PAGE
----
We have granted transfer in this case where a party to a CHINS matter requested a fact-finding hearing and was instead given a contested dispositional hearing. We write to clarify any ambiguity that exists regarding the differences between a CHINS adjudication and the procedural due process safeguards that are in place for parties to a CHINS disposition. We hold that a parent who requests a contested fact-finding hearing has a due process right to that hearing.
“Although the juvenile court has broad discretion in determining what programs and services in which a parent is required to participate, the requirements must relate to some behavior or circumstances that was revealed by the evidence.” A.C. v. Marion County Dep’t of Child Servs., 905 N.E.2d 456, 464 (Ind. Ct. App. 2009). Stepfather has constantly denied he needed sex-offender treatment. DCS did not prove at the fact finding Stepfather needed sex-offender treatment. Instead, the juvenile court interpreted In re N.E. to stand for the proposition that if one parent admits the child is a CHINS, the child is automatically a CHINS. In an attempt to provide Stepfather with due process, the juvenile court held a contested dispositional hearing. However, we hold under these facts, the contested dispositional hearing did not provide Stepfather due process because he was not given an opportunity to first contest the CHINS allegation.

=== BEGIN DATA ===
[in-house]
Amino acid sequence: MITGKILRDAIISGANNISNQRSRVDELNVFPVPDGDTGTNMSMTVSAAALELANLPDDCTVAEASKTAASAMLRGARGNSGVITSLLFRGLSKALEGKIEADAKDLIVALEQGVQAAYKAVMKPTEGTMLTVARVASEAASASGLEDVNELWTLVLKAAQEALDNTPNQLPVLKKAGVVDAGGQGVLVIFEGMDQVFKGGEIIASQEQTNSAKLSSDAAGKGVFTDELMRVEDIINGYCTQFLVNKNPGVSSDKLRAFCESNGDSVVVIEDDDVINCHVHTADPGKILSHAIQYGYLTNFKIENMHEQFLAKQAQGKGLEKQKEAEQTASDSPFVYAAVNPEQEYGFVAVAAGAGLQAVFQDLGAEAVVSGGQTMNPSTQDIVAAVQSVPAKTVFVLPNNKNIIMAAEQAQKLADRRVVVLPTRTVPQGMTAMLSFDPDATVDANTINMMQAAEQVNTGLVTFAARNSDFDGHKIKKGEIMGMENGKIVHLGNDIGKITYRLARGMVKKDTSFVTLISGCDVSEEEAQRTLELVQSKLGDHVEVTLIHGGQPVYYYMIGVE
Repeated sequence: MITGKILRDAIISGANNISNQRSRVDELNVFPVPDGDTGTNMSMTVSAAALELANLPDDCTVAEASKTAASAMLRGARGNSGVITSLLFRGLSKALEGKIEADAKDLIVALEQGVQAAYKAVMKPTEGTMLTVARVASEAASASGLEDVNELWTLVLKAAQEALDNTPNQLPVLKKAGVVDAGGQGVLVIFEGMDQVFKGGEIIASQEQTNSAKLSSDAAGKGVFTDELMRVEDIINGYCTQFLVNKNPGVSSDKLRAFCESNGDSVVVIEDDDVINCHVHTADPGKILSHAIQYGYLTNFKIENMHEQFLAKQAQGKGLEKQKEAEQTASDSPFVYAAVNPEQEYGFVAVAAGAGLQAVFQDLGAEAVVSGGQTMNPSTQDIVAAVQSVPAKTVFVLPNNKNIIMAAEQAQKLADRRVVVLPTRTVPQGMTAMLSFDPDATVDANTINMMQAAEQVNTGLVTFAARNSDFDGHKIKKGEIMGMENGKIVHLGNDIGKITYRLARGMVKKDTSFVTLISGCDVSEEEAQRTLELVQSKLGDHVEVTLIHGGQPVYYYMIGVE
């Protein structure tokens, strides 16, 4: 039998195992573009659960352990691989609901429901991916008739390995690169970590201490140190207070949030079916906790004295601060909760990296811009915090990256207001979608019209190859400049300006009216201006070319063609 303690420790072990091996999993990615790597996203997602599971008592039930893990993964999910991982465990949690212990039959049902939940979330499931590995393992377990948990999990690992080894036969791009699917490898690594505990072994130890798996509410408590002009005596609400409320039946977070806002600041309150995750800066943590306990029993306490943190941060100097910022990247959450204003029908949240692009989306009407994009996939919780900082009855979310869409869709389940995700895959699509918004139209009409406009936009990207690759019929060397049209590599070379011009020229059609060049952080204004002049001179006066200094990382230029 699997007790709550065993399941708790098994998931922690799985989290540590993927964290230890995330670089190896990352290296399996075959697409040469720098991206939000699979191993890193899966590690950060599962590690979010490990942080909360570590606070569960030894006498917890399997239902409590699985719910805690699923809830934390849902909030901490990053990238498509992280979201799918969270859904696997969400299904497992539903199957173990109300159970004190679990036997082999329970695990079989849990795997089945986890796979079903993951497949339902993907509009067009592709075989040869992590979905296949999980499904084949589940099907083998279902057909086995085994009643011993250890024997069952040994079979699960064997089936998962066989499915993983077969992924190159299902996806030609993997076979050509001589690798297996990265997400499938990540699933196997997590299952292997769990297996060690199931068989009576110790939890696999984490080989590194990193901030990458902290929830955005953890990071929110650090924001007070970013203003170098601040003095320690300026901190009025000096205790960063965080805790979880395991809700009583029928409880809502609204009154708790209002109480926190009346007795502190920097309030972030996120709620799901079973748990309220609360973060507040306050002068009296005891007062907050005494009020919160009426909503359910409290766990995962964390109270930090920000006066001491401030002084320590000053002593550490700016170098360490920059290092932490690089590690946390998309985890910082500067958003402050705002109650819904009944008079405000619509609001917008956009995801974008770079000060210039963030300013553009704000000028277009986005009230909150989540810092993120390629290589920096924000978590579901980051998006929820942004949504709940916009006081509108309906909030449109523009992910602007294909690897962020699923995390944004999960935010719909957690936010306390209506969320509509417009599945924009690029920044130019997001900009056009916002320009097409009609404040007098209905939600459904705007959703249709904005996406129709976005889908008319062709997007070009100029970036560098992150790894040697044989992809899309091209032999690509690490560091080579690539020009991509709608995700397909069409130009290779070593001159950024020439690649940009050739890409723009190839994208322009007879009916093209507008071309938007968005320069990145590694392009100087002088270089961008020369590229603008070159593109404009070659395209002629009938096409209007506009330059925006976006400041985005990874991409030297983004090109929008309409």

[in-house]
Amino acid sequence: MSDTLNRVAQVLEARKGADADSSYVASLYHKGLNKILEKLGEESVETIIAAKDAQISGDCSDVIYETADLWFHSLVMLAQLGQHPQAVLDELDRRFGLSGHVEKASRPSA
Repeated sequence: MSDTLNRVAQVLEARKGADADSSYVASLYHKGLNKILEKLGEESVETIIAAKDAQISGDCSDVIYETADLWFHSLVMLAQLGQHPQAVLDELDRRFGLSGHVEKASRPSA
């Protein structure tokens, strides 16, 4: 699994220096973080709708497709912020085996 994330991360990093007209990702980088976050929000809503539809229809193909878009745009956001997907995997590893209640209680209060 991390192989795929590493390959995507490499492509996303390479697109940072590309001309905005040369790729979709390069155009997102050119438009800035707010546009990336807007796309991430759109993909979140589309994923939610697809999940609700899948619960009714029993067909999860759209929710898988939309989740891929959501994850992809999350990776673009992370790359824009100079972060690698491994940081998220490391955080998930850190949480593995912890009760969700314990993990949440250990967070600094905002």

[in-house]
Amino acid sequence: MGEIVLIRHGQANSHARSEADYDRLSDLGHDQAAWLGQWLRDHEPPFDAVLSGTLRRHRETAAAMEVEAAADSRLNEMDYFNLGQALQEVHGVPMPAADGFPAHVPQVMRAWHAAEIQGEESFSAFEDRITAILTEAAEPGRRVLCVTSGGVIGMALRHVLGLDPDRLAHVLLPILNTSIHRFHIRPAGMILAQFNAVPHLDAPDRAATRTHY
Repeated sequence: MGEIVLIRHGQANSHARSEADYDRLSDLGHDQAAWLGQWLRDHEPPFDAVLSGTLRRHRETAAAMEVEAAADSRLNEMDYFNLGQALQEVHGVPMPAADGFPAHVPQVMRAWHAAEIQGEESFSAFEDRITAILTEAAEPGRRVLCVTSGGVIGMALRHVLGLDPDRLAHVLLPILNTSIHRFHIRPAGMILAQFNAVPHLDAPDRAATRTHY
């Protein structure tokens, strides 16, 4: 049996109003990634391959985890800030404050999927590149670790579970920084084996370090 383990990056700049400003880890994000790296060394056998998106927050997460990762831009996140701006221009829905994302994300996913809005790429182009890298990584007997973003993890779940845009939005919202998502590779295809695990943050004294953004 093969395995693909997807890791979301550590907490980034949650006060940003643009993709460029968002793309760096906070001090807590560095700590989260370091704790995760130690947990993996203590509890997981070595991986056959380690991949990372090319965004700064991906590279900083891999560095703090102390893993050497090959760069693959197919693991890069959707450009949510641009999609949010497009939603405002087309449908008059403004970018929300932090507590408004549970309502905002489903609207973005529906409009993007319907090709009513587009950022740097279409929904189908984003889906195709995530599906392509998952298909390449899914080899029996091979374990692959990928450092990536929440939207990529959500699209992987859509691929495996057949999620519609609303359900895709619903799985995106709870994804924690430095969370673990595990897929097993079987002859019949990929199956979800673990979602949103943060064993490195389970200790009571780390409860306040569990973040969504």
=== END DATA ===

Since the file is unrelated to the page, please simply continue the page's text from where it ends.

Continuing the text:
In the present case, DCS wanted the Stepfather to participate and complete a sex-offender treatment program. That is the reason why DCS became involved with this family through an informal adjustment, and Stepfather’s failure to complete such a program is why the CHINS petition was filed. The essence of this case was about the Stepfather’s sex-offender counseling. The Stepfather and DCS requested a fact-finding hearing be held. By failing to provide the fact-finding hearing, Stepfather was deprived of due process at the CHINS adjudication stage. Without being able to challenge the evidence, Stepfather was sent through one barrier between him and DCS having the statutory authority to file a termination of parental rights petition. A contested dispositional hearing does not cure the lack of fact-finding hearing when the facts warrant such a hearing.
…We hold that when one parent wishes to admit and another parent wishes to deny the child is in need of services, the trial court shall conduct a fact-finding hearing as to the entire matter. [Footnote omitted.] We find this consistent with previous case law on CHINS and termination of parental rights issues and consistent with the ultimate social welfare policy of juvenile law. …
Shepard, C.J., and Dickson, Sullivan, and Rucker, JJ., concur.